• The idiom: Det är ingen ko på isen Literal translation: “There’s no cow on the ice. ” What it means: “There’s no need to worry. We also use ‘Det är ingen fara på taket, ’ or ‘There’s no danger on the roof, ’ to mean the same thing. ” From Swedish translator Matti Jääro: • The idiom: Att glida in på en räkmacka Literal translation: “To slide in on a shrimp sandwich. ” What it means: “It refers to somebody who didn’t have to work to get where they are. ” • The idiom: Det föll mellan stolarna Literal translation: “It fell between chairs. ” What it means: “It’s an excuse you use when two people were supposed to do it, but nobody did. It has evolved into the slightly ironic phrase, ‘It fell between the chair, ’ which you use when you want to say, ‘Yeah, I know I was supposed to do it but I forgot. ’”
From Latvian translator Ilze Garda and Kristap s Kadiķis: • The idiom: Pūst pīlītes. Literal translation: “To blow little ducks. ” What it means: “It means to talk nonsense or to lie. ” Other language connections: In Croatian, when someone is obviously lying to someone, you say that they are “throwing cream into their eyes (bacati kajmak u oči). ” • The idiom: Ej bekot. Literal translation: “‘Go pick mushrooms, ’ or, more specifically, ‘Go pick boletes!'” What it means: “Go away and/or leave me alone. ”
• The idiom: Avaler des couleuvres. Literal translation: “To swallow grass snakes. ” What it means: “It means being so insulted that you’re not able to reply. ” From French translator Patrick Brault: • The idiom: Sauter du coq à l’âne. Literal translation: “To jump from the cock to the donkey. ” What it means: “It means to keep changing topics without logic in a conversation. ” • The idiom: Se regarder en chiens de faïence. Literal translation: “To look at each other like earthenware dogs. ” What it means: “Basically, to look at each other coldly, with distrust. ” • The idiom: Les carottes sont cuites! Literal translation: “The carrots are cooked!” What it means: “The situation can’t be changed. ” Other language connections: It’s bit like the phrase, “It’s no use crying over spilt milk, ” in English.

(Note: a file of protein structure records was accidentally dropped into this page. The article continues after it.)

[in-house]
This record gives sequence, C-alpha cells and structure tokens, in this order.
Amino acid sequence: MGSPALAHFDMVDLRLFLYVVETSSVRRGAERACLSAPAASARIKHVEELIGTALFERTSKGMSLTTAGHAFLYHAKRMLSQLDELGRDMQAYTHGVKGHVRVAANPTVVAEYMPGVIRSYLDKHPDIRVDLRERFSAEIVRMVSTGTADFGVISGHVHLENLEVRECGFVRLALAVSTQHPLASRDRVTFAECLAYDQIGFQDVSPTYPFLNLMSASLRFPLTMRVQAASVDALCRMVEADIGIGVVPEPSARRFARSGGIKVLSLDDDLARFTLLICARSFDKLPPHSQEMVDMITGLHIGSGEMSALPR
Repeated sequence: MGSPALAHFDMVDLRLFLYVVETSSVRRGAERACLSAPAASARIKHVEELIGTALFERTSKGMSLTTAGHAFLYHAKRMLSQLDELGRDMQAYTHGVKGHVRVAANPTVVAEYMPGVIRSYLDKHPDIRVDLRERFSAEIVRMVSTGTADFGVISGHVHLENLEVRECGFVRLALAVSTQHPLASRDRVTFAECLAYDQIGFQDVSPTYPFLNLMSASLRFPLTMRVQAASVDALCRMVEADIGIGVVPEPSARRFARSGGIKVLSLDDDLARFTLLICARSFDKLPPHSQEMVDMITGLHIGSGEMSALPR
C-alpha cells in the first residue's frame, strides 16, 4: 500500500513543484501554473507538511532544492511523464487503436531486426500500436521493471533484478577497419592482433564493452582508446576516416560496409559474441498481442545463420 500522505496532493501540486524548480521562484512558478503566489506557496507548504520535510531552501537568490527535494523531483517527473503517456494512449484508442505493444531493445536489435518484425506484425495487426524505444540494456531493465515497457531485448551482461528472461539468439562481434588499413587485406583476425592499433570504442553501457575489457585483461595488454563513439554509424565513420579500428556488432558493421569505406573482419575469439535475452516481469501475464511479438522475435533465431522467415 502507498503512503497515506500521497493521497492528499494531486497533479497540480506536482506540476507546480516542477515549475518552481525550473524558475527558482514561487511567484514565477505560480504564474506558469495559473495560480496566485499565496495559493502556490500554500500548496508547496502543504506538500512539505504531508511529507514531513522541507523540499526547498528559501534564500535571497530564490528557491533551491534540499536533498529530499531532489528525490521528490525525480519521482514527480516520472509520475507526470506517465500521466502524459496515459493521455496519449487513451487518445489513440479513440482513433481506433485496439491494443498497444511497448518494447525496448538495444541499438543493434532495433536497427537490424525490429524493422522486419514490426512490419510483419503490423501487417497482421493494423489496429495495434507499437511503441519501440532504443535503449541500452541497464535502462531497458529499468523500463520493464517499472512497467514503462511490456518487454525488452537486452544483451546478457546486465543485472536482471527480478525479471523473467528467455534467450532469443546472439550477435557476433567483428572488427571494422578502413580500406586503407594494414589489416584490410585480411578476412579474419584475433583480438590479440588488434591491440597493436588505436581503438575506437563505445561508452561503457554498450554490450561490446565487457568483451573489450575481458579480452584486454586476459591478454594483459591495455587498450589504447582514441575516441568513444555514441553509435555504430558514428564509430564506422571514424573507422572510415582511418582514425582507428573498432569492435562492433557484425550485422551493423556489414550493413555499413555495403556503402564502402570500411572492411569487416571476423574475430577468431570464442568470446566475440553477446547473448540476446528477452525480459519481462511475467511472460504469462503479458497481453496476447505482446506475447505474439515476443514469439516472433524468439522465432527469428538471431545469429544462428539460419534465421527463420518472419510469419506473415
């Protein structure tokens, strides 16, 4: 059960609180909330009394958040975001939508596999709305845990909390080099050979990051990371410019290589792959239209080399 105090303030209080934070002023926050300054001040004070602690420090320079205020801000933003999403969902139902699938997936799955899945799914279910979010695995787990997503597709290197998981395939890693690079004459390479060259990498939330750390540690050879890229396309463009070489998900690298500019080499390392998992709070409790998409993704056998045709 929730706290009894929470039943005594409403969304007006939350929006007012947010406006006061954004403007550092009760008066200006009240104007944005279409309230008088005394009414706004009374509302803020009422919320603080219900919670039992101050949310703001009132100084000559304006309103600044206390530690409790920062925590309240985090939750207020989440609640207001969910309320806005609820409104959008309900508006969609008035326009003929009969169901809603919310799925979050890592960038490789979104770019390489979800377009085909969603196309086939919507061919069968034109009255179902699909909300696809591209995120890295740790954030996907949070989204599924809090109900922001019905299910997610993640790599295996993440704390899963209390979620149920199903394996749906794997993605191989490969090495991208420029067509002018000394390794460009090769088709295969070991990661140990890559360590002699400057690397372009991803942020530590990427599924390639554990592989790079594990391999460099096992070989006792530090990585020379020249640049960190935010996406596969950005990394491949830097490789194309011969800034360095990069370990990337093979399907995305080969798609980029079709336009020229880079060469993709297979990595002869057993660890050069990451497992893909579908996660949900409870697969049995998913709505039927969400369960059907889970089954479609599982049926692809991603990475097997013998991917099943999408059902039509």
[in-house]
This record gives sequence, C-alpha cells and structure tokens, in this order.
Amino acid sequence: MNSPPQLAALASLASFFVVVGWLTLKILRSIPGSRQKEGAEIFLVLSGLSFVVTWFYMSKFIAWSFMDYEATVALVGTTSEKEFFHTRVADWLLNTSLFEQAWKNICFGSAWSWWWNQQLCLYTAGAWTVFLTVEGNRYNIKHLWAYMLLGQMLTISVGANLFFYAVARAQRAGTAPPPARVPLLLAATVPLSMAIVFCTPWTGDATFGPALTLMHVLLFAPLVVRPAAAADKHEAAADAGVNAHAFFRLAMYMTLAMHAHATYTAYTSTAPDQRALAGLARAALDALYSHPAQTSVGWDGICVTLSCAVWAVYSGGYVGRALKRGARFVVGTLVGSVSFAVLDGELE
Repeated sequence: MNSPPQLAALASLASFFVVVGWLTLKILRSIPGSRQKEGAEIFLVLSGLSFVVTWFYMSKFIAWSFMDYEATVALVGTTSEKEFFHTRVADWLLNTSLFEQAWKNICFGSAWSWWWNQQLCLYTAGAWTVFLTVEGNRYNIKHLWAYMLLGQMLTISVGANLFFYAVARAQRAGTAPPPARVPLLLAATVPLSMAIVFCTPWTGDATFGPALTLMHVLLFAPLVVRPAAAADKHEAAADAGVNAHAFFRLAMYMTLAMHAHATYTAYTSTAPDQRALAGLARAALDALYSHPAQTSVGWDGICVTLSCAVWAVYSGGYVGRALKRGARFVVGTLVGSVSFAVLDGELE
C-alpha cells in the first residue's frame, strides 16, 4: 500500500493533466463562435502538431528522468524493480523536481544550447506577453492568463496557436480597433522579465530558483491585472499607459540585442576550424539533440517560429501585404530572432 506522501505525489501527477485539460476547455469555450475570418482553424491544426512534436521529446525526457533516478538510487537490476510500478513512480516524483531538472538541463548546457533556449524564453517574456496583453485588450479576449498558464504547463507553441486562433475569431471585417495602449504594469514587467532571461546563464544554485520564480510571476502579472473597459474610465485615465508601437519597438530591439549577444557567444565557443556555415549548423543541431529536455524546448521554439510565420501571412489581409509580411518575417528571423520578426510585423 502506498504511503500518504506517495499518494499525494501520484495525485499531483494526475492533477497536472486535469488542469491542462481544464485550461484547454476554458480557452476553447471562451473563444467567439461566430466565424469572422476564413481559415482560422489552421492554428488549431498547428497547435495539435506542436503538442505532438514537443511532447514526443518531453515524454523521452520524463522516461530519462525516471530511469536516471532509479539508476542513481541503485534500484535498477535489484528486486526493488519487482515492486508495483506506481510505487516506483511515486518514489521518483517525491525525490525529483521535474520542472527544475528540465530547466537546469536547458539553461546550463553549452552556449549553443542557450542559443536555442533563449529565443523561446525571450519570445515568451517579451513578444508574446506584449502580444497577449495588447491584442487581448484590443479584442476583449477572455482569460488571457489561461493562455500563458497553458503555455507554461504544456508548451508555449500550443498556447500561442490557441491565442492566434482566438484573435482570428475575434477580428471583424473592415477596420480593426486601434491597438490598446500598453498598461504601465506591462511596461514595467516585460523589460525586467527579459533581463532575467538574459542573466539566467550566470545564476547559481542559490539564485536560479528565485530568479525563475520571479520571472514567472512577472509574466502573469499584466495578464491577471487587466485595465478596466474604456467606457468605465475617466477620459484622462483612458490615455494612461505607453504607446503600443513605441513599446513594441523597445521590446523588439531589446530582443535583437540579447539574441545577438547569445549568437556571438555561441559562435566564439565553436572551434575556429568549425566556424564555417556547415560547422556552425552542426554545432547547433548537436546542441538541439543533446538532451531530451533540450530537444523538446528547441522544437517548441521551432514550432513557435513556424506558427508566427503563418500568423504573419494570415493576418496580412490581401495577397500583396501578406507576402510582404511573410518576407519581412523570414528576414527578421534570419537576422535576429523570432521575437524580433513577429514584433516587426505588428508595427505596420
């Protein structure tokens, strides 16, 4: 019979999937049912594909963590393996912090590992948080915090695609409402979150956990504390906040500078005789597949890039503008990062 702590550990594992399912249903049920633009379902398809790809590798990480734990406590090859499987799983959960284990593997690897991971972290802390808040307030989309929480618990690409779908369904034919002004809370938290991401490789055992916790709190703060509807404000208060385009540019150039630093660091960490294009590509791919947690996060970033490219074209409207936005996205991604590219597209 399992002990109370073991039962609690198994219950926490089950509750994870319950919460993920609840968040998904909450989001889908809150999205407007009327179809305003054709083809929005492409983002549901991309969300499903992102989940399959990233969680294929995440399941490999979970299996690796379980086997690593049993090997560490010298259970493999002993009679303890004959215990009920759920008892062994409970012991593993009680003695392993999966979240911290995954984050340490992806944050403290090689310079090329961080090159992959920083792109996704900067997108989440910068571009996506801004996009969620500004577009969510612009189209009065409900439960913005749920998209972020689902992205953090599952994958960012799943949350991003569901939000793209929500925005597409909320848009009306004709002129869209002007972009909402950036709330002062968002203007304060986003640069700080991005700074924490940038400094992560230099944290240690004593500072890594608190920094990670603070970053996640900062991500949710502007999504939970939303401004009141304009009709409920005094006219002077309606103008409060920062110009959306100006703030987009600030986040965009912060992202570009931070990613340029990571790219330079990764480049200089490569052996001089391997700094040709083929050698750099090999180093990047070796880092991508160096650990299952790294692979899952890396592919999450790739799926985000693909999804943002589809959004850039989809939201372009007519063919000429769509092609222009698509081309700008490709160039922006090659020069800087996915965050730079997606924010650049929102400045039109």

• The idiom: Галопом по Европам Literal translation: “Galloping across Europe. ” What it means: “To do something hastily, haphazardly. ” • The idiom: На воре и шапка горит Literal translation: “The thief has a burning hat. ” What it means: “He has an uneasy conscience that betrays itself. ” From Russian translator Aliaksandr Autayeu: • The idiom: Хоть кол на голове теши Literal translation: “You can sharpen with an ax on top of this head. ” What it means: “He’s a very stubborn person. ” • The idiom: брать/взять себя в руки Literal translation: “To take oneself in one’s hands. ” What it means: It means to get control of your emotions or actions (often after being very upset) Other languages this idiom exists in: Translators tell us that there is a German version of this idiom too: “Sich zusammenreißen, ” which translates literally as “to tear oneself together. ” And in Polish, the same idea is expressed by the phrase, “we take ourselves into our fist (wziąć się w garść). ”
• The idiom: Quem não se comunica se trumbica Literal translation: “He who doesn’t communicate, gets his fingers burnt. ” What it means: “He who doesn’t communicate gets into trouble. ”’ From Portuguese translators Gustavo Rocha and Leonard o Silva: • The idiom: Quem não tem cão caça com gato Literal translation: “He who doesn’t have a dog hunts with a cat. ” What it means: “You make the most of what you’ve got. ” Basically, you do what you need to do, with what the resources you have. • The idiom: Empurrar com a barriga Literal translation: “To push something with your belly. ” What it means: “To keep postponing an important chore. ” • The idiom: Pagar o pato Literal translation: “Pay the duck. ” What it means: “To take the blame for something you did not do. ”
From Japanese translators Yasush i Aoki and Emi Kamiya: • The idiom: 猫をかぶる Literal translation: “To wear a cat on one’s head. ” What it means: “You’re hiding your claws and pretending to be a nice, harmless person. ” • The idiom: 猫の手も借りたい Literal translation: “Willing to borrow a cat’s paws. ”* What it means: “You’re so busy that you’re willing to take help from anyone. ” • The idiom: 猫の額 Literal translation: “Cat’s forehead. ” What it means: “A tiny space. Often, you use it when you’re speaking humbly about land that you own. ” • The idiom: 猫舌 Literal translation: “Cat tongue. ” What it means: “Needing to wait until hot food cools to eat it. ”